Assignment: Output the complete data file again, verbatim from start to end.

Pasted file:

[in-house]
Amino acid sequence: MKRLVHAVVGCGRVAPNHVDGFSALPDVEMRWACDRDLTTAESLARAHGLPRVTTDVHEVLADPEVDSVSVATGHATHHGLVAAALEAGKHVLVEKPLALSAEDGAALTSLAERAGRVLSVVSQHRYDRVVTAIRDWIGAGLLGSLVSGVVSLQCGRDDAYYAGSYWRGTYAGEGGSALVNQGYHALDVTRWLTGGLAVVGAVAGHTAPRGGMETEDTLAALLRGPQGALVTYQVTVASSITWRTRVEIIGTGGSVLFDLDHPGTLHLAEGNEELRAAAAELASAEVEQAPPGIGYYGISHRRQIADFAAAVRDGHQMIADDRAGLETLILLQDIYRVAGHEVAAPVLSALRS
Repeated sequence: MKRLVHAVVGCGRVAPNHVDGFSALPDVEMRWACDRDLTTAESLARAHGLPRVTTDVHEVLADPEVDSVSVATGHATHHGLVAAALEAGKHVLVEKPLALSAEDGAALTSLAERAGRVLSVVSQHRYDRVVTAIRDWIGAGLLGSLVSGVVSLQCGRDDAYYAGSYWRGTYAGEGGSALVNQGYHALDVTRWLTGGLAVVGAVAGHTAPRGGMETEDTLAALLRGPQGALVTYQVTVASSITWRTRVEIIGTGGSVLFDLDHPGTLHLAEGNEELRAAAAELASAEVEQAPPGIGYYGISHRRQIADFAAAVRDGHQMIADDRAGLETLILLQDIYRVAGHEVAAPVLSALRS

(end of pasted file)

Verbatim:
[in-house]
Amino acid sequence: MKRLVHAVVGCGRVAPNHVDGFSALPDVEMRWACDRDLTTAESLARAHGLPRVTTDVHEVLADPEVDSVSVATGHATHHGLVAAALEAGKHVLVEKPLALSAEDGAALTSLAERAGRVLSVVSQHRYDRVVTAIRDWIGAGLLGSLVSGVVSLQCGRDDAYYAGSYWRGTYAGEGGSALVNQGYHALDVTRWLTGGLAVVGAVAGHTAPRGGMETEDTLAALLRGPQGALVTYQVTVASSITWRTRVEIIGTGGSVLFDLDHPGTLHLAEGNEELRAAAAELASAEVEQAPPGIGYYGISHRRQIADFAAAVRDGHQMIADDRAGLETLILLQDIYRVAGHEVAAPVLSALRS
Repeated sequence: MKRLVHAVVGCGRVAPNHVDGFSALPDVEMRWACDRDLTTAESLARAHGLPRVTTDVHEVLADPEVDSVSVATGHATHHGLVAAALEAGKHVLVEKPLALSAEDGAALTSLAERAGRVLSVVSQHRYDRVVTAIRDWIGAGLLGSLVSGVVSLQCGRDDAYYAGSYWRGTYAGEGGSALVNQGYHALDVTRWLTGGLAVVGAVAGHTAPRGGMETEDTLAALLRGPQGALVTYQVTVASSITWRTRVEIIGTGGSVLFDLDHPGTLHLAEGNEELRAAAAELASAEVEQAPPGIGYYGISHRRQIADFAAAVRDGHQMIADDRAGLETLILLQDIYRVAGHEVAAPVLSALRS